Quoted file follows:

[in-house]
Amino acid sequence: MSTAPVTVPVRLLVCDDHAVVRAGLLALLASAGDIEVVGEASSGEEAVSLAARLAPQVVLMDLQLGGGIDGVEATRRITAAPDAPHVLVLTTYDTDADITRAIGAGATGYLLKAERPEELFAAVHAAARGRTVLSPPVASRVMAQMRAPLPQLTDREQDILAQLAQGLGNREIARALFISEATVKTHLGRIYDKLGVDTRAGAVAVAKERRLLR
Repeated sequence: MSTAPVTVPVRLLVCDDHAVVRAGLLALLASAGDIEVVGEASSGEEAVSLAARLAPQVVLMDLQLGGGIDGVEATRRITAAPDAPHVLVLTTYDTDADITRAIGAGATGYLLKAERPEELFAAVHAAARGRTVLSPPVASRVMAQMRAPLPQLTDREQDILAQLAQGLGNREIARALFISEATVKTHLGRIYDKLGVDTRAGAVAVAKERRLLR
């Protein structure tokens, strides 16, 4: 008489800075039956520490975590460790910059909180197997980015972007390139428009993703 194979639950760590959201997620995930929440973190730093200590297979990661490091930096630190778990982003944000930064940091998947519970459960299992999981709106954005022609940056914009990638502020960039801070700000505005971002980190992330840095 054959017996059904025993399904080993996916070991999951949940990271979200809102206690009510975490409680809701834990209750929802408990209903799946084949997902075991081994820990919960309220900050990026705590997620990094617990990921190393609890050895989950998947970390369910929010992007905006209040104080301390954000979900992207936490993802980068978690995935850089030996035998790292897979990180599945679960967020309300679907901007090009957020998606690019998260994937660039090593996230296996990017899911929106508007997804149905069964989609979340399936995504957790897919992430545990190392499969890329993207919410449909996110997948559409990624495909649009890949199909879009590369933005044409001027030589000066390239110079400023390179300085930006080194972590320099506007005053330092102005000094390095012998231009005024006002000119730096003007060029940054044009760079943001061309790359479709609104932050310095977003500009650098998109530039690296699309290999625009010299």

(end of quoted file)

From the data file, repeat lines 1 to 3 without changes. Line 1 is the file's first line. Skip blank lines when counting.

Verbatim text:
[in-house]
Amino acid sequence: MSTAPVTVPVRLLVCDDHAVVRAGLLALLASAGDIEVVGEASSGEEAVSLAARLAPQVVLMDLQLGGGIDGVEATRRITAAPDAPHVLVLTTYDTDADITRAIGAGATGYLLKAERPEELFAAVHAAARGRTVLSPPVASRVMAQMRAPLPQLTDREQDILAQLAQGLGNREIARALFISEATVKTHLGRIYDKLGVDTRAGAVAVAKERRLLR
Repeated sequence: MSTAPVTVPVRLLVCDDHAVVRAGLLALLASAGDIEVVGEASSGEEAVSLAARLAPQVVLMDLQLGGGIDGVEATRRITAAPDAPHVLVLTTYDTDADITRAIGAGATGYLLKAERPEELFAAVHAAARGRTVLSPPVASRVMAQMRAPLPQLTDREQDILAQLAQGLGNREIARALFISEATVKTHLGRIYDKLGVDTRAGAVAVAKERRLLR